To the editor:
What a joy, earlier this summer, for my lady love and me to take our baby for his first concert, to hear the City Band at South Park. That night, during the band’s grand finale rendition of “Stars and Stripes,” that joy was juxtaposed to seething anger at the sonic battery by a National Guard-fired Howitzer. Fireworks go great with music. The Howitzer has a low, concussive blast that can damage even covered young ears.
In the grand scheme of things, I should expect this irresponsible stance towards the safety of children. Our so-called wars feature the “collateral” destruction of young lives in many ways. From Pakistani wedding parties transformed by remote hellfire into terrorism for the lucky children to remember, to Howitzer-fired, depleted uranium munitions toxifying the genetic environment for Iraqi generations and the future offspring of exposed U.S. soldiers, our “foreign policy” has a habit of mass child abuse.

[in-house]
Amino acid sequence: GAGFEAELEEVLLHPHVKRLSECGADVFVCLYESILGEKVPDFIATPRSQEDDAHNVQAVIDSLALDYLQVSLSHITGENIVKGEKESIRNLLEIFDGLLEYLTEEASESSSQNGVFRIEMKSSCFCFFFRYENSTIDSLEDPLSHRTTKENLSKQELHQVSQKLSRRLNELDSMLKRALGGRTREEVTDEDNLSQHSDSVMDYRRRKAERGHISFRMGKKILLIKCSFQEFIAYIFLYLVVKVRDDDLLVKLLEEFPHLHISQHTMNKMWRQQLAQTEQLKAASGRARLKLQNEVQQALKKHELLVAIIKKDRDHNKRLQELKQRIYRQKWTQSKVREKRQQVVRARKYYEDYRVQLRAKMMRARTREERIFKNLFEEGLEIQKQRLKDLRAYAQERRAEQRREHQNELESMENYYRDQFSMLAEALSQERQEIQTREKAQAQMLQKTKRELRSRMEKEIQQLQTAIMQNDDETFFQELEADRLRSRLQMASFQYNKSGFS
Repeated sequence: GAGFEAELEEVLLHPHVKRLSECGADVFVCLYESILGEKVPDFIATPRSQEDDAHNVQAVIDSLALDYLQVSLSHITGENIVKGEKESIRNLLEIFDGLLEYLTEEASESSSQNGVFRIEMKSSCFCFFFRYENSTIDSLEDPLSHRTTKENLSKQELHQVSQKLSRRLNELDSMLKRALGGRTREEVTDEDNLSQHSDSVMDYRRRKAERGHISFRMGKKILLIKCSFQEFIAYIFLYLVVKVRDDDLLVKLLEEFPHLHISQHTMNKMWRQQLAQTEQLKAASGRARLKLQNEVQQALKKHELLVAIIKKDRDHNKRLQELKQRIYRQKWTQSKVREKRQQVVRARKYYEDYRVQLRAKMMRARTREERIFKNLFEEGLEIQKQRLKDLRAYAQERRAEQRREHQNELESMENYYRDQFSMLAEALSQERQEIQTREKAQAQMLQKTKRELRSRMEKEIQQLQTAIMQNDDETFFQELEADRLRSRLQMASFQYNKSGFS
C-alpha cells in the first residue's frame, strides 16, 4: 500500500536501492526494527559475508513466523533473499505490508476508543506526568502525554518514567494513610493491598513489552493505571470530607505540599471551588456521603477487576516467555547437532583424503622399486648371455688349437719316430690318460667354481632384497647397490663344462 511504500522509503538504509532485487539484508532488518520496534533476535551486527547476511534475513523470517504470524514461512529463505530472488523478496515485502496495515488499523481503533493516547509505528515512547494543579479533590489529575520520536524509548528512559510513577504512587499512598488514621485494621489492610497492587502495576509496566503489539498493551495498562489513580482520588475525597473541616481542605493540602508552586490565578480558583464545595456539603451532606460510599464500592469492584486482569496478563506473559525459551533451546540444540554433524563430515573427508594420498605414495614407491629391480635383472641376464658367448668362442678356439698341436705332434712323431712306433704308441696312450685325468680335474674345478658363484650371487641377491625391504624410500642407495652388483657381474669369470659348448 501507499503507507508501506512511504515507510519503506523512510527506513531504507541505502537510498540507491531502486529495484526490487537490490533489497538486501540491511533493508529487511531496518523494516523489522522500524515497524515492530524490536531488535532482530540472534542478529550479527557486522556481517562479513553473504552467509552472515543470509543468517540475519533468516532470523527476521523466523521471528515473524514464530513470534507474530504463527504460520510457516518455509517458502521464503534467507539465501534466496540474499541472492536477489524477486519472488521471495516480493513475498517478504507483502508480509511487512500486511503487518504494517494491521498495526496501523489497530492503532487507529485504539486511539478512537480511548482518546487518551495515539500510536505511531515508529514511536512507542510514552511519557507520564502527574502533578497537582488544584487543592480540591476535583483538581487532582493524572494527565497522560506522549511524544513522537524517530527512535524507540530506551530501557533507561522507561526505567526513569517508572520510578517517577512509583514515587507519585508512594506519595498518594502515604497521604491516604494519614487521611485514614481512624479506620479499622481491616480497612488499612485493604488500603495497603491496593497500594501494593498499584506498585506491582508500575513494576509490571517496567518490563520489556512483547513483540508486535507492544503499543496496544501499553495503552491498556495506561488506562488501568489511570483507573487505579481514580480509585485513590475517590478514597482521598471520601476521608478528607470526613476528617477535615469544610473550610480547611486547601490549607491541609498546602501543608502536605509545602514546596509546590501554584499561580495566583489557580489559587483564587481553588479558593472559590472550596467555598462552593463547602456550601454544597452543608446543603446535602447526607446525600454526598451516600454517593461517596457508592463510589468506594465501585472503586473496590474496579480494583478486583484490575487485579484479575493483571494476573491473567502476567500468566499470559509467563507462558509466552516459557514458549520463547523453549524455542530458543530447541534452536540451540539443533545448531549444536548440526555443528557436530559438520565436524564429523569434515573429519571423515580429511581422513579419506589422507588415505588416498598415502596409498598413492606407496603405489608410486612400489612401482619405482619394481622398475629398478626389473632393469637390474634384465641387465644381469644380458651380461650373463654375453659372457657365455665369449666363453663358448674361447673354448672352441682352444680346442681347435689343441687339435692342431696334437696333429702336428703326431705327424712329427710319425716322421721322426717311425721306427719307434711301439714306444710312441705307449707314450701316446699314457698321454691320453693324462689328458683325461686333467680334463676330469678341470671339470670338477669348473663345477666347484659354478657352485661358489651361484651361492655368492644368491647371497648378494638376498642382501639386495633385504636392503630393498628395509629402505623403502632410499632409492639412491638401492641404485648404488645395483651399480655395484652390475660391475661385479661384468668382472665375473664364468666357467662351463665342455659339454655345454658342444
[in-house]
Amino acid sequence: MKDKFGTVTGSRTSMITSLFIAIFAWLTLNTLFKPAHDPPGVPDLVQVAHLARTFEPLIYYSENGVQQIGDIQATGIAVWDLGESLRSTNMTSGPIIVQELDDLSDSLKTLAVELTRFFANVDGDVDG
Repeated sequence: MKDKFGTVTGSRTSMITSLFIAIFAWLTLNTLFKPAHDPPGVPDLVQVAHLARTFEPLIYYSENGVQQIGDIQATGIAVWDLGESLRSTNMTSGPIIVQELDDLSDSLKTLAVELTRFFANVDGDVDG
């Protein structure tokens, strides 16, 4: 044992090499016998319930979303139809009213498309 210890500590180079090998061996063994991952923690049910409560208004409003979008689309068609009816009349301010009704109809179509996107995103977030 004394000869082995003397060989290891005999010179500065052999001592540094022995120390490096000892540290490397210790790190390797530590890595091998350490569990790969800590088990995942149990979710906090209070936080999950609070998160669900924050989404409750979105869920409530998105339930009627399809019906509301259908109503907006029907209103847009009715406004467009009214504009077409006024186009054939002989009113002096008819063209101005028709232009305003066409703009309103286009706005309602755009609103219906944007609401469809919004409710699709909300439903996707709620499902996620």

Maybe next year the children of Lawrence will be treated, like the children of Gaza, to a Howitzer-fired white phosphorous show to go along with a non-emphasis on universal, inherent rights. If, by the subsequent year, we still haven’t figured out our patriotic moral duties, we should display some honest self-consciousness by taking the Stars and Stripes themselves, waved by local children, and fire live Howitzers at them. Then we could put on display habitual domains in which we seem to casually dwell — holier and holier symbols we use to justify blowing things and people up in the presence of children.